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Bookworms versus Party Animals: An Artificial Labor Market with Human and Social Capital Accumulation


  • Dan Farhat

    () (Department of Economics, University of Otago)


Data show that educated workers earn higher wages and experience lower unemployment rates. Some researchers believe this occurs because education improves a worker's productivity (or human capital), making them more desirable on the job market. Other researchers believe schooling improves a worker's network (or social capital), giving them more information about lucrative openings and more resources to secure a job (such as references from peers). Much of the research on human and social capital focuses on why schooling benefits workers, but often overlooks how education produces these outcomes. This paper develops an agent-based complex adaptive system that features human and social capital accumulation, formal schooling and on-the-job training, labor market search and durable employment contracts to explain the process linking education to labor market outcomes and economic performance. Sample simulations show that human capital accumulation explains many of the novel facts seen in the data while social capital alone is not enough.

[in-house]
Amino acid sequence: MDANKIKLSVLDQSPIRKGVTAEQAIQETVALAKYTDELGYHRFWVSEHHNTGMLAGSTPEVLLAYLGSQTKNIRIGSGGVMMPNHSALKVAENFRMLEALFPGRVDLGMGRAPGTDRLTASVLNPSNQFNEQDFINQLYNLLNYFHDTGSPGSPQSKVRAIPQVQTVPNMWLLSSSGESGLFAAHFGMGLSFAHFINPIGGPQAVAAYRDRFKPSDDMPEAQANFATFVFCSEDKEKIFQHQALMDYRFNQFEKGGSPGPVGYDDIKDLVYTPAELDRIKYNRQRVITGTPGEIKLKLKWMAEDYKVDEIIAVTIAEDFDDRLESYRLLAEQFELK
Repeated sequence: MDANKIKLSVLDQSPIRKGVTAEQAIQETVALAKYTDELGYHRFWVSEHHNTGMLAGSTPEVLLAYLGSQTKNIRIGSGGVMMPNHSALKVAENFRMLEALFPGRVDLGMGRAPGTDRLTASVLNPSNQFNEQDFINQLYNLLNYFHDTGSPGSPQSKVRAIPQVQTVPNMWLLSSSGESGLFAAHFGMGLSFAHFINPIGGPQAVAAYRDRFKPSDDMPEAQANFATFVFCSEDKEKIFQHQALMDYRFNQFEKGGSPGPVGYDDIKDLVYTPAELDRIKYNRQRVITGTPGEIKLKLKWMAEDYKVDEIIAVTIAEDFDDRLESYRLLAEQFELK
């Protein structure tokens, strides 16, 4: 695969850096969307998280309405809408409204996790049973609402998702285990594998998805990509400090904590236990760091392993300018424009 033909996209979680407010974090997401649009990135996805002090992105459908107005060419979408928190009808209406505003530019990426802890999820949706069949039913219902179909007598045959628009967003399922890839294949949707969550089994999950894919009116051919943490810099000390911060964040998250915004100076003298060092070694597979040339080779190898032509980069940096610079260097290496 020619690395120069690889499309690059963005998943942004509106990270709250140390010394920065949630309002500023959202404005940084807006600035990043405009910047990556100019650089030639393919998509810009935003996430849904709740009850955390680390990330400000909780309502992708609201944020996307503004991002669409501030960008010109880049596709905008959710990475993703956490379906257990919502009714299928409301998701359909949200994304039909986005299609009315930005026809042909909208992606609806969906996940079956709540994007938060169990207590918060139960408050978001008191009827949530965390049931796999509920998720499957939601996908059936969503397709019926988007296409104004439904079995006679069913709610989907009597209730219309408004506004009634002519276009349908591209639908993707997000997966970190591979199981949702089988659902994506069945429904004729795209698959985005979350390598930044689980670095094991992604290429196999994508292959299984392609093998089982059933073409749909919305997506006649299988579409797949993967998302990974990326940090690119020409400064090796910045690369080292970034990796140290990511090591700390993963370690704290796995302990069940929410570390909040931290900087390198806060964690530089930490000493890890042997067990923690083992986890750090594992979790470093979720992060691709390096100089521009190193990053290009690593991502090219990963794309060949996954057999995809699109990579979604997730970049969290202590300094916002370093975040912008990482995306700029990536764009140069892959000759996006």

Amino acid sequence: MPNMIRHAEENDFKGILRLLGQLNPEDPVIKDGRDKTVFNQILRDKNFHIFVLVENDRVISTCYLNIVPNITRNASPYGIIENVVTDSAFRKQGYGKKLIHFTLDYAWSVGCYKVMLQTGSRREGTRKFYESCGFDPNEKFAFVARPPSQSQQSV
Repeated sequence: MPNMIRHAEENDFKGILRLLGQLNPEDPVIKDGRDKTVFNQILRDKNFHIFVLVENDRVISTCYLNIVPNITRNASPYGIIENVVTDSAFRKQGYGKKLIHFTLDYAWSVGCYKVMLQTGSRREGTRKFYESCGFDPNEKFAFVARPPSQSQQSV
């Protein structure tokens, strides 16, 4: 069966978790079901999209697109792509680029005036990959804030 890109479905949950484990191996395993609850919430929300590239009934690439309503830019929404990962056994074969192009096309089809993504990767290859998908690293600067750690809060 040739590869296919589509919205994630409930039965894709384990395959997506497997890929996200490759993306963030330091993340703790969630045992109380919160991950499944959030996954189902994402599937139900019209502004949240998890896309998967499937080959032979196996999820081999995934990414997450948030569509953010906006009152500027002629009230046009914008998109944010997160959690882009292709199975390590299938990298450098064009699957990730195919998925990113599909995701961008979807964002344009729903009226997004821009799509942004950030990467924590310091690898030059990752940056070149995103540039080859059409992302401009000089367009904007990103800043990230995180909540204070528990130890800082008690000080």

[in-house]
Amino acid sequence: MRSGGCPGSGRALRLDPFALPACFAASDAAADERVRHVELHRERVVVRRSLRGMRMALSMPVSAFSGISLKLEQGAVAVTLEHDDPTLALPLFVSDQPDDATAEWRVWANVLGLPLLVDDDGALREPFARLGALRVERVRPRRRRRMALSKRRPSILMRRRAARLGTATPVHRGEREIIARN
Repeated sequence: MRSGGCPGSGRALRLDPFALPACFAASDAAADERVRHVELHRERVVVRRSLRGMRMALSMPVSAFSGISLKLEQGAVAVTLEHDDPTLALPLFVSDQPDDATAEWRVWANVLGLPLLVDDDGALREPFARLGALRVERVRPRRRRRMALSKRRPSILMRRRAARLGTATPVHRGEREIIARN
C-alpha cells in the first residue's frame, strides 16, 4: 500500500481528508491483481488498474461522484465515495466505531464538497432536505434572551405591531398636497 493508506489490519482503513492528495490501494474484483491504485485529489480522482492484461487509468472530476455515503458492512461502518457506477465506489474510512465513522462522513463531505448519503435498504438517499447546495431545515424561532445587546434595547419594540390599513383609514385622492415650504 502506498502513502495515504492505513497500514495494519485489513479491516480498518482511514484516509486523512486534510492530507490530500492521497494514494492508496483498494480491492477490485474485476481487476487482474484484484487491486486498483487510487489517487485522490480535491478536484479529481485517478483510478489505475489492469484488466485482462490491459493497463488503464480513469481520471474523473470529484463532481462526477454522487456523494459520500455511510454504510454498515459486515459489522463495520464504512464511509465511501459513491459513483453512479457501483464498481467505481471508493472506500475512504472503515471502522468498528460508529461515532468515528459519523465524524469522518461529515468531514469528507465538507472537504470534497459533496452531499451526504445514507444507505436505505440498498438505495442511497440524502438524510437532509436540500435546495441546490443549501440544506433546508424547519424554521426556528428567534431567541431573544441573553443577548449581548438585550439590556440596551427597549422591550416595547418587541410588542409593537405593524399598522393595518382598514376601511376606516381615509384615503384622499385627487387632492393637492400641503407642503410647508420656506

Suggested Citation

  • Dan Farhat, 2011. "Bookworms versus Party Animals: An Artificial Labor Market with Human and Social Capital Accumulation," Working Papers 1103, University of Otago, Department of Economics, revised May 2011.
  • Handle: RePEc:otg:wpaper:1103

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    References listed on IDEAS

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    More about this item


    Agent-based modelling; human capital; social capital; macroeconomic impacts of education.;

    JEL classification:

    • I23 - Health, Education, and Welfare - - Education - - - Higher Education; Research Institutions
    • E27 - Macroeconomics and Monetary Economics - - Consumption, Saving, Production, Employment, and Investment - - - Forecasting and Simulation: Models and Applications


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